ST PETERSBURG, Russia (Reuters) - President Vladimir Putin appeared to hold out an olive branch on Friday by suggesting he will work with whomever is elected Ukraine’s next president and calling for better ties with the West.
But at the same time he fiercely criticized U.S. foreign and economic policy.
In a speech to foreign and Russian businessmen at Russia’s answer to the Davos World Economic Forum on the shores of its elegant former imperial capital, Putin acknowledged that U.S. and European Union sanctions were hurting the country’s economy.
“We are not planning any self-isolation,” Putin said, proposing dialogue and cooperation to show that Russia is open for business and, perhaps, to head off more sanctions.
“We hope that common sense ... will prompt our European and U.S. partners to work with Russia.”
Asked whether Russia will recognize the legitimacy of Sunday’s presidential election in Ukraine, he also sounded conciliatory, saying: “We will treat the choice of the Ukrainian people with respect.”
That was a sign of goodwill after weeks of criticizing the election, which had raised the prospect of Russia not recognizing the new leader’s legitimacy. Putin added that “after the election we will work with the newly elected structure.”
But, describing Ukraine as in civil war, he peppered his speech with criticism of the United States, accusing it of instigating a coup d‘etat in the ex-Soviet republic, aggravating global economic problems and suggesting it wanted to draw Kiev into former Cold War foe NATO.
“The world has changed,” Putin said. “The unipolar vision of the world ... has failed.”
Reverting repeatedly to the anti-U.S. rhetoric that has been a hallmark of his third term as president since May 2012, he appeared to try to drive a wedge between the United States and Europe by praising European companies for being more pragmatic in their softer response to Russia’s annexation of Crimea.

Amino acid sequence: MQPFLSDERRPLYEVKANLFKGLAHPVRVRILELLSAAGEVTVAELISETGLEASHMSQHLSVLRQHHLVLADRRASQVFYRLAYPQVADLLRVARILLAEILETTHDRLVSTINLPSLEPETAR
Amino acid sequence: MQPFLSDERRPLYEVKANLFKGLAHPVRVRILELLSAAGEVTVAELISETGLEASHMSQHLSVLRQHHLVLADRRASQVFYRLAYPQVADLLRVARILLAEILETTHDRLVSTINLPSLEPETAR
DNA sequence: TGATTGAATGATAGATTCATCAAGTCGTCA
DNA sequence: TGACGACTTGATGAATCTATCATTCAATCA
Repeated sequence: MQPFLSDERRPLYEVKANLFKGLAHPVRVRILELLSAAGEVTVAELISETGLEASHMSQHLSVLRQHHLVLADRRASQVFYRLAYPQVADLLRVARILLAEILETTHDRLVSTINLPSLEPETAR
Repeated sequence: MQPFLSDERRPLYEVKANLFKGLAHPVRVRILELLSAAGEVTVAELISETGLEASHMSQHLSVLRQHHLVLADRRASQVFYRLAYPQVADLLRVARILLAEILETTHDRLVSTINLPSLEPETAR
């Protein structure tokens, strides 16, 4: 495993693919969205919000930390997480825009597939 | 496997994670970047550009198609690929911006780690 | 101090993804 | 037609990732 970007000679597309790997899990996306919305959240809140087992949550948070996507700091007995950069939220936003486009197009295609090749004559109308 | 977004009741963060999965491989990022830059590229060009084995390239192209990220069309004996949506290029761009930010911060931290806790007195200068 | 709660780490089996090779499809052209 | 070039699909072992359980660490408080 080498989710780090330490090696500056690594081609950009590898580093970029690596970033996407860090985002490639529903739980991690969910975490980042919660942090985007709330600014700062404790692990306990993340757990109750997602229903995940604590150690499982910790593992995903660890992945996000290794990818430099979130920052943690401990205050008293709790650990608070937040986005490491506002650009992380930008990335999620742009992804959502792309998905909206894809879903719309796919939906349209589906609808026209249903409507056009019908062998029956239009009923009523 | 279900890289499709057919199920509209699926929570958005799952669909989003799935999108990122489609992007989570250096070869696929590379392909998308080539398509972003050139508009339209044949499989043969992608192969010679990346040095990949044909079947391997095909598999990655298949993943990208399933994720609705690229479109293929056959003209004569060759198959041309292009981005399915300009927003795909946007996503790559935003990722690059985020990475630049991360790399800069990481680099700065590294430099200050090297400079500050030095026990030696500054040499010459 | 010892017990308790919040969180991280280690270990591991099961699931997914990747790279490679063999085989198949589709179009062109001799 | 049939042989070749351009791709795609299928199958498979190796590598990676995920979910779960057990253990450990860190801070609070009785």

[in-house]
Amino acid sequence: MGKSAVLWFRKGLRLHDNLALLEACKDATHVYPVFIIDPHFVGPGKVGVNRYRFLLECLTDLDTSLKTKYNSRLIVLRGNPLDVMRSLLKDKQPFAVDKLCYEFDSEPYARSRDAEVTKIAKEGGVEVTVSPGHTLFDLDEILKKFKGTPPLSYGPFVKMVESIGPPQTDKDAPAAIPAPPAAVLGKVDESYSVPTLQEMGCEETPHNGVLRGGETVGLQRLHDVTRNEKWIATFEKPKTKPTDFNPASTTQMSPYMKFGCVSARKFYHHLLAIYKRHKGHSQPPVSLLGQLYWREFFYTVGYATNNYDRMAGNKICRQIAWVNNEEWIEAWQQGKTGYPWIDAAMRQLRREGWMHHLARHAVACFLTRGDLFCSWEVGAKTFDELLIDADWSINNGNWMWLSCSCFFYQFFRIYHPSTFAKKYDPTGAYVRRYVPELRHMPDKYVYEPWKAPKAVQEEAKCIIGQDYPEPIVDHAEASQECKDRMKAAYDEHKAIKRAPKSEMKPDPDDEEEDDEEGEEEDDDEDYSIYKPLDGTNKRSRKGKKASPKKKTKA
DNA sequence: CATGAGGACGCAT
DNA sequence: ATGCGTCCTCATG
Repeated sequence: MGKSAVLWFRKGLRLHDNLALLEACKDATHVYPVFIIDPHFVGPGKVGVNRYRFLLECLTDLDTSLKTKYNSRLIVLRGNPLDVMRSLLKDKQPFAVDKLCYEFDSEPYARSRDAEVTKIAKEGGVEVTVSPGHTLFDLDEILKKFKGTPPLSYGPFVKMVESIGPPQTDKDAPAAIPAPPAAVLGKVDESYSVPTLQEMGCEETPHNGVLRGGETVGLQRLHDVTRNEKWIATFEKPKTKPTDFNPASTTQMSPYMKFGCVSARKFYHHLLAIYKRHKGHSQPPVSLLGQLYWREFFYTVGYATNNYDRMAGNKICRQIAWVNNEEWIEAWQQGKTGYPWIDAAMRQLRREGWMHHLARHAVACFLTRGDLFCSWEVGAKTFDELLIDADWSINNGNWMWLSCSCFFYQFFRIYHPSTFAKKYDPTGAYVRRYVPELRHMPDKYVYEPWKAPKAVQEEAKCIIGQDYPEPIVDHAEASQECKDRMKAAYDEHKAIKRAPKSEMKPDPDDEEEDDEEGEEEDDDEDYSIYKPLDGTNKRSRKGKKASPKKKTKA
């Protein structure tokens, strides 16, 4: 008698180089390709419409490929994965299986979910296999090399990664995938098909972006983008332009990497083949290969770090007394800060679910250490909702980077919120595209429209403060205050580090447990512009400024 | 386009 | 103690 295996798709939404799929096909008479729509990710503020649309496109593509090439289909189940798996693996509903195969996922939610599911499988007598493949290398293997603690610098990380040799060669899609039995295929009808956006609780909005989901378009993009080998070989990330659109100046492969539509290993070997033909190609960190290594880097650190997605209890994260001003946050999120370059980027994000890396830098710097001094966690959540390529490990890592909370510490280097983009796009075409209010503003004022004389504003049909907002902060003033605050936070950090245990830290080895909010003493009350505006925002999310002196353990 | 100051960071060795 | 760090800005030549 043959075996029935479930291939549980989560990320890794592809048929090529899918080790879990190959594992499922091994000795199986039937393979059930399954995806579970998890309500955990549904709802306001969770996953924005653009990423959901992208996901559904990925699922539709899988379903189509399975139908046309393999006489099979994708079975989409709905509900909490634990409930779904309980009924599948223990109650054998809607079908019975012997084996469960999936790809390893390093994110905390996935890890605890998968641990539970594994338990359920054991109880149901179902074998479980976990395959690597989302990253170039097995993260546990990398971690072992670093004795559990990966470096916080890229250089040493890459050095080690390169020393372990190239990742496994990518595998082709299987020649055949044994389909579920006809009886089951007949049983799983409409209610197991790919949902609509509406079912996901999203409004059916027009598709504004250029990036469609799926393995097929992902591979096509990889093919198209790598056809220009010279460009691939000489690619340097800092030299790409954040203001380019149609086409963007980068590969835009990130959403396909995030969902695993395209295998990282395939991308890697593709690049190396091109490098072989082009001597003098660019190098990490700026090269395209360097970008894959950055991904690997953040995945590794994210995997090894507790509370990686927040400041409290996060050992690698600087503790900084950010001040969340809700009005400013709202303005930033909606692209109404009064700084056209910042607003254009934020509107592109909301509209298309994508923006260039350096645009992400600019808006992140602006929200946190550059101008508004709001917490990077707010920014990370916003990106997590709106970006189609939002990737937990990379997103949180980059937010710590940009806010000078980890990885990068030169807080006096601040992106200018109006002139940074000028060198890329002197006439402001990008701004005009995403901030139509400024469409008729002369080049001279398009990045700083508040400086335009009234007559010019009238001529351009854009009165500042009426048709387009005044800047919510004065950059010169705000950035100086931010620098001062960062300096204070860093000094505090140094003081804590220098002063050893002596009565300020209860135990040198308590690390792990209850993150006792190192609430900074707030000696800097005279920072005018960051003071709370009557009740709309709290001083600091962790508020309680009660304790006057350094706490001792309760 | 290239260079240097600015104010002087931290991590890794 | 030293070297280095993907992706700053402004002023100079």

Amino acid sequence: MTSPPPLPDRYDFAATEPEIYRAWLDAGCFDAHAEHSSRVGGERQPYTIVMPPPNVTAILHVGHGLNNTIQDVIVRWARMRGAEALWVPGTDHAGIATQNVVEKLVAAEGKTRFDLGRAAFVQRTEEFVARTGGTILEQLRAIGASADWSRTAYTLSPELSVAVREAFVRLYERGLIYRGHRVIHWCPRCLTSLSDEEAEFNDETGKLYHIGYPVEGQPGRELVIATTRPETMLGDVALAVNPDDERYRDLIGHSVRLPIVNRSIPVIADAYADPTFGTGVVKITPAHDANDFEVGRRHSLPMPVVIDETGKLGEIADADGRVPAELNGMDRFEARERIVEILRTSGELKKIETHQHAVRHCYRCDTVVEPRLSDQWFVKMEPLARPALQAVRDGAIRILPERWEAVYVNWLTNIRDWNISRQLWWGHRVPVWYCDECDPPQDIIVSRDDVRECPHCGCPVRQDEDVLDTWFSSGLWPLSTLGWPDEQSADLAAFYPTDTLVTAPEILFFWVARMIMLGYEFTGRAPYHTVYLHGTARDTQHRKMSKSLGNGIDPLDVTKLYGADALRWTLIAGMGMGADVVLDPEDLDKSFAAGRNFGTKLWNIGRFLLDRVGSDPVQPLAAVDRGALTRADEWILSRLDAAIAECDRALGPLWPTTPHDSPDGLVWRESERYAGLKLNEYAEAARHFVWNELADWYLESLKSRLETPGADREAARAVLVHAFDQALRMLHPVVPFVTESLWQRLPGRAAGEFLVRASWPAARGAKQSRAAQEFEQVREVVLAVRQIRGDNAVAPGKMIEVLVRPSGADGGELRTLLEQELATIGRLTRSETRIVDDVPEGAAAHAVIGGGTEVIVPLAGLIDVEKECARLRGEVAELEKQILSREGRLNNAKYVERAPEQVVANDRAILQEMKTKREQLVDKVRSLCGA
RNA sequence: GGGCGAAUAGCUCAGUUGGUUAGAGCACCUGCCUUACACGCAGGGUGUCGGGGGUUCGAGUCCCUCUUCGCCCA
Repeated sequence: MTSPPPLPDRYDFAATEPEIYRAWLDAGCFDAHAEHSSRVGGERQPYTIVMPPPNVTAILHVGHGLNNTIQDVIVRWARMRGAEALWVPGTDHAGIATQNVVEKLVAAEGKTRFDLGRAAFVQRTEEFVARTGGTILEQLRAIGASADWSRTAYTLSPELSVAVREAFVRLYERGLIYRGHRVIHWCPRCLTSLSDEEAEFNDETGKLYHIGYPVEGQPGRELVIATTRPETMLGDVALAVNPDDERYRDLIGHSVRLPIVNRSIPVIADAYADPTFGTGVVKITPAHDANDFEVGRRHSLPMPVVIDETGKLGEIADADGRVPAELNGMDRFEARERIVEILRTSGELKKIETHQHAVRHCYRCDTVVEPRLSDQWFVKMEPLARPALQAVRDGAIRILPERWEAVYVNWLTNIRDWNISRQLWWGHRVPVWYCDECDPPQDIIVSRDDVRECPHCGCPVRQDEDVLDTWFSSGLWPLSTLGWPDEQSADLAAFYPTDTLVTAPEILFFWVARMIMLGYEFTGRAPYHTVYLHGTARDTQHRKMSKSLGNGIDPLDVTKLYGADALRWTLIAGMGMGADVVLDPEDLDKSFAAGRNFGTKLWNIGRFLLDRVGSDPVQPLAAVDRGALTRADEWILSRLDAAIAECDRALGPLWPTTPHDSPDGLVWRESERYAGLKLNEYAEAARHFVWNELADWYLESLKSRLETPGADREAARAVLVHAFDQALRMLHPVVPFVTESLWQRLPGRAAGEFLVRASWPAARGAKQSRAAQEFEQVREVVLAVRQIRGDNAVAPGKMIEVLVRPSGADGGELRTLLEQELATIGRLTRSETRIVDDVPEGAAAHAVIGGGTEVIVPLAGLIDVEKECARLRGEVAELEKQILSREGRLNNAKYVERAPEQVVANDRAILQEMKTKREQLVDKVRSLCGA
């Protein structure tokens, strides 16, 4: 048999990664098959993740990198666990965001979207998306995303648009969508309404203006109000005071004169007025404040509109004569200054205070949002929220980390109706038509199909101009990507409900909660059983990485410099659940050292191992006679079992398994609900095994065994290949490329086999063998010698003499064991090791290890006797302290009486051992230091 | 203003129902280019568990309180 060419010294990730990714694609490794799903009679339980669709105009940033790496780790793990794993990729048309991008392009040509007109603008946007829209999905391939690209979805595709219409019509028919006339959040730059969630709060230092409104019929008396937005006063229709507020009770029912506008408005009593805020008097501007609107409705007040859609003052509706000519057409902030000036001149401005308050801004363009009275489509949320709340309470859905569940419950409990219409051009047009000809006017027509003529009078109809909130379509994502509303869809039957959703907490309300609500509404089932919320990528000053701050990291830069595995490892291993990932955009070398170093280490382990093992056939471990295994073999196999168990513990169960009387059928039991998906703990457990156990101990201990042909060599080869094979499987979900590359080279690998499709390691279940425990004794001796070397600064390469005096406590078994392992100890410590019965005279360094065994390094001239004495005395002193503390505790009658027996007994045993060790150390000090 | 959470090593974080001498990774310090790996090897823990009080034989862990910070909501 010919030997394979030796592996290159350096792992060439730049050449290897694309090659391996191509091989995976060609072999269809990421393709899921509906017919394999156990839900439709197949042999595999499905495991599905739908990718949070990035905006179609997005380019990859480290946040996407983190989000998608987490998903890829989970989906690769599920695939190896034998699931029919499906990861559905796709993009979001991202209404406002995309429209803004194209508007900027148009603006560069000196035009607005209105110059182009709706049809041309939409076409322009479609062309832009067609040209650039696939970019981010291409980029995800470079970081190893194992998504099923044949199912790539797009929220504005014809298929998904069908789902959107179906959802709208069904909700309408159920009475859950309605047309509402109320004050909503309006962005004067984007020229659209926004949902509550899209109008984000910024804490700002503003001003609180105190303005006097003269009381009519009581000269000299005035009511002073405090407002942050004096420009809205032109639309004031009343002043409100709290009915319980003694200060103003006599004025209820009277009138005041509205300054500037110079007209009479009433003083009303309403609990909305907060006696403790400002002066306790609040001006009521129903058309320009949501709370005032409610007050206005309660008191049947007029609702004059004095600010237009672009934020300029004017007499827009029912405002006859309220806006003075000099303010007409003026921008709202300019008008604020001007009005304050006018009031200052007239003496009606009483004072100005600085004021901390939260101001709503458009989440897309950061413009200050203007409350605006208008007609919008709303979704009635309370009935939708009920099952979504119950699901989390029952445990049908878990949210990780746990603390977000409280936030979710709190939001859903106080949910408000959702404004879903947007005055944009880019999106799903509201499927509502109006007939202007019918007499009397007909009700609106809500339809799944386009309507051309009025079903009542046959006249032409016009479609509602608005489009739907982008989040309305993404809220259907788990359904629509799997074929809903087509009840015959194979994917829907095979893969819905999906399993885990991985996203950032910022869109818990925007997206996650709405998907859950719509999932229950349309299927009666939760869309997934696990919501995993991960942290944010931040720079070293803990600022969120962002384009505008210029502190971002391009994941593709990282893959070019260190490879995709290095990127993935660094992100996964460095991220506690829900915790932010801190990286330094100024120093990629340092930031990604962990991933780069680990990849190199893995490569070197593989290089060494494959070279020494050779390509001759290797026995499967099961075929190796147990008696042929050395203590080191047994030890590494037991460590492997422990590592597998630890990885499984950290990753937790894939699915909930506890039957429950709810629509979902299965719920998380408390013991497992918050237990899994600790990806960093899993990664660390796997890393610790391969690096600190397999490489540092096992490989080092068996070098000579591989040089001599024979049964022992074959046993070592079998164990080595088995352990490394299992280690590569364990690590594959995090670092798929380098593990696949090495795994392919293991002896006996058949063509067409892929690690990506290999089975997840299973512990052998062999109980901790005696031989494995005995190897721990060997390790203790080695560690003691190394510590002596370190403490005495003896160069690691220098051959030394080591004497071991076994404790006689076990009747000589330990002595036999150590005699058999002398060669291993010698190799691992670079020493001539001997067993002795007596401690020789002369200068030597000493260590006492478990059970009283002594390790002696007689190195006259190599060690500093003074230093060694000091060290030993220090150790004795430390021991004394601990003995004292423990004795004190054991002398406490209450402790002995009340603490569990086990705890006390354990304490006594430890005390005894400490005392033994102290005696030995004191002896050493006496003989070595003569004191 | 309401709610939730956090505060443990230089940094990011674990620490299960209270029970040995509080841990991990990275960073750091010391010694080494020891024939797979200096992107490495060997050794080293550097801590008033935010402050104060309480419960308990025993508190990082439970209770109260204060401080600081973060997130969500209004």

Underlining his discontent with the United States over Ukraine, he highlighted Russia’s growing ties with Beijing by inviting on to the stage visiting Chinese Vice President Li Yuanchao.
As ties with the West sour, Russia has nurtured relations with Asia, and signed a 30-year, $400-billion natural gas supply deal with China this week when Putin was visiting Shanghai.
“REAL IMPACT” OF SANCTIONS
“A civil war is raging through Ukraine. But why are we the ones who are being blamed for this?” Putin asked at one point, venting his frustration with a situation in which he portrays Russia as misunderstood and not treated as an equal.
Such thinking is now pervasive in the Russian political establishment but so too is the growing sentiment that the sanctions, mainly visa bans and asset freezes on individuals and companies close to Putin, are having a serious effect.
Putin acknowledged this more openly than previously, saying: “The sanctions ... are having a real impact.”
Russia is sliding into recession and capital flight has accelerated this year as the crisis in Ukraine caused the biggest East-West standoff since the Cold War.
Russia seized and annexed Crimea in March and has since then massed tens of thousands of troops on the frontier. Kiev and its Western allies say Moscow is behind an uprising in eastern Ukraine by armed separatists who have declared independence and called for Russian military support.
Washington and Brussels have threatened to impose much tougher sanctions if Moscow interferes with the vote in Ukraine, which it regards as the cradle of the Russian state.
Underlining Russia’s concerns about more sanctions, Putin’s top economic aide, Andrei Belousov, told Rossiya-24 television a classified document had been prepared outlining retaliatory moves by Moscow. He gave no details.
An EU document showed measures being considered if Russia meddles in Ukraine’s election include restrictions ranging from imports of luxury goods such as caviar and diamonds to an oil and gas ban.
Addressing the decline of Russia’s $2 trillion economy, Putin said his country must reduce reliance on energy exports which provide about 25 percent of gross domestic product, and said Russia must boost major domestic banks and industries.
Putin also said there was a plan to create a state fund to help replace imports from Western countries with domestic production and underlined that trade with China would be a priority. He gave few details, however, of how he would try to revive one of the world’s biggest economies.
Reporting by Darya Korsunskaya; Writing by Timothy Heritage; Editing by Lidia Kelly, Giles Elgood, Janet McBride